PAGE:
This is the central Moon teaching. Daily the Sun rises and burns with the same heat and intensity. The Sun is that part of your psyche that expects to be “on” all day long. It has places to go, things to do, bright victories to achieve.
The Moon waxes and wanes. At times she arrives in the morning. At times she’s overhead at midnight. Other times at high noon. Sometimes she’s fully lit. Sometimes she’s dark. But always somewhere in between. She has a cycle. A natural rhythm. And so do we.
Trust your body–not your mind–to tell you when you need to retreat and take care of yourself. If you’re paying attention, you notice, some days you’re just more vulnerable than others. Or tired. There isn’t always a reason. You just need to listen, not figure it out. It’s time to let the world take care of itself so you can take care of you.
A daily meditation habit improves all energy skills. It slows you down and brings you into the moment. You get better at paying attention. Over time it helps to refine your sensing of subtle energies. All of this makes it easier to take good care of the Goddess Moon inside you.
Rule 5: Nourish yourself with celebration and beauty.
Too much of anything—even a Great Goddess—is too much. For overall happiness and well-being, nature gave us three essential archetypes. The three brightest lights in the ancient sky–the Sun, Moon, and Venus–were our first blueprints for divinity, around which the human psyche organized itself. To be a happy person, these three gods need to be regularly worshiped–or nourished–inside you.
The Sun is your most important source of energy. Without him there’s no life. No vitality, no enthusiasm, no hope. To be inwardly sunny, you need praise. You need celebration. People know this. This too is hardwired. Which is why around the world, in hospitals stressed to the breaking point, health care workers line the corridors to clap, dance, and sing in celebration of each recovered patient, who gets to leave, alive.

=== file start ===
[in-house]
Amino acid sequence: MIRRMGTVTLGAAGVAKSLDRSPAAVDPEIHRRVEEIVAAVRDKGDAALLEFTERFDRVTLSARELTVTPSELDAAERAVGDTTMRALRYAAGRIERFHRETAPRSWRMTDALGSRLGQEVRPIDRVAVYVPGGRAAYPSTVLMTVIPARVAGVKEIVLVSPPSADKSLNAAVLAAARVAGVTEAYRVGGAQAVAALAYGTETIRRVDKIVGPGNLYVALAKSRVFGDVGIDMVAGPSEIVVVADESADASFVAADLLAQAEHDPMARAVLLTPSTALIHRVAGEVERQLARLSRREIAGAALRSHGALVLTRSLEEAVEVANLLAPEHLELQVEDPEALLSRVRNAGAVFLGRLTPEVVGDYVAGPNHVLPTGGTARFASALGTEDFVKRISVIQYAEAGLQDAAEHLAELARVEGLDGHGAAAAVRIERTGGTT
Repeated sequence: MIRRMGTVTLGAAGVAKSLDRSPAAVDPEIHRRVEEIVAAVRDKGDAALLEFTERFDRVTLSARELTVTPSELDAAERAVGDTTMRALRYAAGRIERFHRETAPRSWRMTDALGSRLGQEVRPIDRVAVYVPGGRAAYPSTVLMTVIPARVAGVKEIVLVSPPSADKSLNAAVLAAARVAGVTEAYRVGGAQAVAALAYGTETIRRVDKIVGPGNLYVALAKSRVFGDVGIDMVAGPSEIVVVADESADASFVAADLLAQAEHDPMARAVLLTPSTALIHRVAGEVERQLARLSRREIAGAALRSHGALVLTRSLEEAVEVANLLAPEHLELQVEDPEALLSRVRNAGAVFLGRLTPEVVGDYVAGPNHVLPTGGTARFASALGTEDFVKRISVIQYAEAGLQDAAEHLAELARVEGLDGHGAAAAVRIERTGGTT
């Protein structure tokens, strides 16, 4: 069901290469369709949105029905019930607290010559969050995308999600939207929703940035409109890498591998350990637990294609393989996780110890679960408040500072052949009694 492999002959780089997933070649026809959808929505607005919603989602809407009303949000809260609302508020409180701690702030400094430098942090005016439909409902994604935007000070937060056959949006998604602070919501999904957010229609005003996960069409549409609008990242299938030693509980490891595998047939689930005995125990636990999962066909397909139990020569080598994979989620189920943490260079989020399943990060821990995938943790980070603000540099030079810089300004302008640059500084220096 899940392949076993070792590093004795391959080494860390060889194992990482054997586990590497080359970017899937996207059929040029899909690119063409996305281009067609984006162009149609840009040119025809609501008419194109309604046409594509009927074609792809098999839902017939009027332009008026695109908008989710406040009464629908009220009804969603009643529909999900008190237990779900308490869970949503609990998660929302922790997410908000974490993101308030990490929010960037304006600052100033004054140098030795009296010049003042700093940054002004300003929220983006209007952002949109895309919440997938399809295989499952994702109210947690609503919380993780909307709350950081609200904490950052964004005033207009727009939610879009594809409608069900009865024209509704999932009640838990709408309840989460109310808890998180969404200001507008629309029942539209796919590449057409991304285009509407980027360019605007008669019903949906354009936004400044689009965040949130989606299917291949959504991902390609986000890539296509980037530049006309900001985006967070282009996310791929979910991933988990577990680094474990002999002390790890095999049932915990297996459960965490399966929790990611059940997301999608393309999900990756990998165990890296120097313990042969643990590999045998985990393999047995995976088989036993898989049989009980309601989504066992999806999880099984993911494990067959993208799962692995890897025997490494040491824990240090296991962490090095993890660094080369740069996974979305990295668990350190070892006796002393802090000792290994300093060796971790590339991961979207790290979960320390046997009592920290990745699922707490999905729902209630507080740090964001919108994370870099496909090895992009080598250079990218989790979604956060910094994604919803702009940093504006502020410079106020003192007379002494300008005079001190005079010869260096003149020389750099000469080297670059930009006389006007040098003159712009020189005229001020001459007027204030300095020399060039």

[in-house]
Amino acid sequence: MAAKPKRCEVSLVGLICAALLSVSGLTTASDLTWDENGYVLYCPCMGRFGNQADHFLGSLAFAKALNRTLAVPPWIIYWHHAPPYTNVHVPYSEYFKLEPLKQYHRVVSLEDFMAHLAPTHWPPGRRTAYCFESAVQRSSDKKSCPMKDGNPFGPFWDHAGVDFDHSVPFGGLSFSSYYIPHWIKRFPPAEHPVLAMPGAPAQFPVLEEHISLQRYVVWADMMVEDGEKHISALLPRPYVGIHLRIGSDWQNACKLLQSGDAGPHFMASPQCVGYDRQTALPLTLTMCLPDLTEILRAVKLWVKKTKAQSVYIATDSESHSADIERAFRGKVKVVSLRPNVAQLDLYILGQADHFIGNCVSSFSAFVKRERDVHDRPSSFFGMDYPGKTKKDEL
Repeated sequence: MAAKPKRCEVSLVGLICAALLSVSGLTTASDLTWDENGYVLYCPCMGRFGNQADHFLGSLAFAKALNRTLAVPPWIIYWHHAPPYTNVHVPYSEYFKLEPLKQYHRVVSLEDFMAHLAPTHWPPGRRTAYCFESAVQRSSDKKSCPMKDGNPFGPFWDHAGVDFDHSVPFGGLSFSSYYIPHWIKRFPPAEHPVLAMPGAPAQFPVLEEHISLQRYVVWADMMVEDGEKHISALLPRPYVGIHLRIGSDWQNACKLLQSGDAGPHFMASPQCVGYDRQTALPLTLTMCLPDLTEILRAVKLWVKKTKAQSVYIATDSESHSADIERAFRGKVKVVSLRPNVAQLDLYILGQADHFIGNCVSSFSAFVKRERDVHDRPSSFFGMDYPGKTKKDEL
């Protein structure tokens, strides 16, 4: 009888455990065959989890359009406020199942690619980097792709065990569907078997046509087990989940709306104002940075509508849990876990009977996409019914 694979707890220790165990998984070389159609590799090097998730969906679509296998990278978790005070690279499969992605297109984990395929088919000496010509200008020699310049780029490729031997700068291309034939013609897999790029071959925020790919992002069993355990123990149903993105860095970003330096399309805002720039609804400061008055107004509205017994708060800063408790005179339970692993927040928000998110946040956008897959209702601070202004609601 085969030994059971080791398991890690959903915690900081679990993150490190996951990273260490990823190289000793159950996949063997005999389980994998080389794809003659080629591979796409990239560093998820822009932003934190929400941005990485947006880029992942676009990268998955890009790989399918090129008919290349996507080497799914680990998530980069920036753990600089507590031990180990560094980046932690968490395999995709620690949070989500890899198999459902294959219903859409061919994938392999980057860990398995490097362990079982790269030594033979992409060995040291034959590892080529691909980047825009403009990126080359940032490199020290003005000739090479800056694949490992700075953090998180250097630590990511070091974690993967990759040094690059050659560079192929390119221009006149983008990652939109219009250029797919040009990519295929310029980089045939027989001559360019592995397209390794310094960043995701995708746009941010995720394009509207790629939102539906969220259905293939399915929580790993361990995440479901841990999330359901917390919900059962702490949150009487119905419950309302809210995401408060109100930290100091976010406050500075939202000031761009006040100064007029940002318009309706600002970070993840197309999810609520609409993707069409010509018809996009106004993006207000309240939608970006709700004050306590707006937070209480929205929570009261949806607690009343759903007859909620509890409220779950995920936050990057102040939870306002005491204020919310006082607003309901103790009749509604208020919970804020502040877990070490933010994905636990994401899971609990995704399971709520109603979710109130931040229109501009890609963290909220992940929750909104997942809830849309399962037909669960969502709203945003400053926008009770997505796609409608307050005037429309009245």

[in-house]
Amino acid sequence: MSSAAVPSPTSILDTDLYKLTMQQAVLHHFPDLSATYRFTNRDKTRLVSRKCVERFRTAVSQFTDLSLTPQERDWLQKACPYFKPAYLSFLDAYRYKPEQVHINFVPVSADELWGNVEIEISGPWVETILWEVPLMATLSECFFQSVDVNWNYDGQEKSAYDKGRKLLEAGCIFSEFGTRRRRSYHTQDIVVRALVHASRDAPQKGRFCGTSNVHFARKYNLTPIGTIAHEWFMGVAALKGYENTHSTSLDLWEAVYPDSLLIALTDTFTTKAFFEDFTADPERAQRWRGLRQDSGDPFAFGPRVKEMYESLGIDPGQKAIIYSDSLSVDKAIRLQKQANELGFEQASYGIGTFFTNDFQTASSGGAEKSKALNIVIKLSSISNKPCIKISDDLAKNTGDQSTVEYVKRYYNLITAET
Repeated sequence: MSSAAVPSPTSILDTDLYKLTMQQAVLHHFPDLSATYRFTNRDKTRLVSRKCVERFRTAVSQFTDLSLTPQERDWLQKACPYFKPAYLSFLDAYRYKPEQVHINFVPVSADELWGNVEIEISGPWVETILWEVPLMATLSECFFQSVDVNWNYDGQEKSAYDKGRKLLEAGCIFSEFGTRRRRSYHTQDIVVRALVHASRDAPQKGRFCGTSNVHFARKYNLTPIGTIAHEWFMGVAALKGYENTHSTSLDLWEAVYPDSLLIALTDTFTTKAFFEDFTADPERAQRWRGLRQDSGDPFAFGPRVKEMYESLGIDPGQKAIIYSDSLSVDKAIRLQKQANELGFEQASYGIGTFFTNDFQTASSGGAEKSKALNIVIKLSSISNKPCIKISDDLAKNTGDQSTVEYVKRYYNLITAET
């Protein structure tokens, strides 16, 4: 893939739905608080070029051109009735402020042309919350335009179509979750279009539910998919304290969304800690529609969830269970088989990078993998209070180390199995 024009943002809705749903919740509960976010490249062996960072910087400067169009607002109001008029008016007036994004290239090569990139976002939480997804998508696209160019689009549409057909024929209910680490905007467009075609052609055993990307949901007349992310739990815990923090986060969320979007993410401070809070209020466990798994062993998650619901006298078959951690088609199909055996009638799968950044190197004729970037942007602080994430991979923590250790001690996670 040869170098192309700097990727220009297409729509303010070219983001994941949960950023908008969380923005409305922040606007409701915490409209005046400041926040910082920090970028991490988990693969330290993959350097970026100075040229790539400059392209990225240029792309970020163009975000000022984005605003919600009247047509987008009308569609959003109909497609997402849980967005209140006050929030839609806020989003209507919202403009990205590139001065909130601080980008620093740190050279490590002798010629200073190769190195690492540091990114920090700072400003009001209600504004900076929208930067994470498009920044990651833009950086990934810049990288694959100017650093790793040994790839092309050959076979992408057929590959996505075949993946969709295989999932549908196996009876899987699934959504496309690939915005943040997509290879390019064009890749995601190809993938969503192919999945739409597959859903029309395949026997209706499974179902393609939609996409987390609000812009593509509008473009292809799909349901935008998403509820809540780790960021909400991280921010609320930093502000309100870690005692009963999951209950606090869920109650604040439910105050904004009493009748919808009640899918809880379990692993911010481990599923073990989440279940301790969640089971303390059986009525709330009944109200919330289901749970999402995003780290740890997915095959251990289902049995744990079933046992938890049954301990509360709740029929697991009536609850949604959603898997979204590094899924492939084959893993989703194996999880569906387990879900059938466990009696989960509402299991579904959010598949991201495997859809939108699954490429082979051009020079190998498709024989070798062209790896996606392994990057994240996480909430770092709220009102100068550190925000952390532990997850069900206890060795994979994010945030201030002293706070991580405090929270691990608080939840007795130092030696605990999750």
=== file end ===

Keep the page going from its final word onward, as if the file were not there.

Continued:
Around the world, along urban streets during lock-down, people routinely gathered at their windows to cheer the doctors, nurses, EMTs and service staff, on the front lines, sacrificing their safety for strangers in need. Appreciation and celebration. These fuel our spirit, which is important in trying times.
The Venus gift is beauty. What practical use is that? I’ll return to where I began. There is nothing theoretical about anything I’m sharing. It’s true scientists have discovered that walks in nature change our biochemistry. Just looking at photos of nature can do this. The Japanese have perfected a restorative practice known as “Forest Bathing.” Luckily you don’t need to wait for that rare moment when you can walk freely through a beautiful landscape. Just spend five minutes with the simple structure of a dandelion. Or a photo of a dandelion. That’s all you need.
There is beauty everywhere. Just slow down, breathe, and take in what the most readily available ray of beauty can bring to your mind and heart.
With these three powers–Sun, Moon and Venus–regularly nourished inside you, no matter how bad things get, you’ll always feel blessed. Which is important in times like these. Especially if you’re called to work as a priestess in the Temple of the Moon.
If you’re a Moon priestess without a temple, you’ll welcome the support and inspiration of my monthly Moon Workshop. Our focus for the Gemini New Moon is magic, using mind, hands and breath. Enroll here!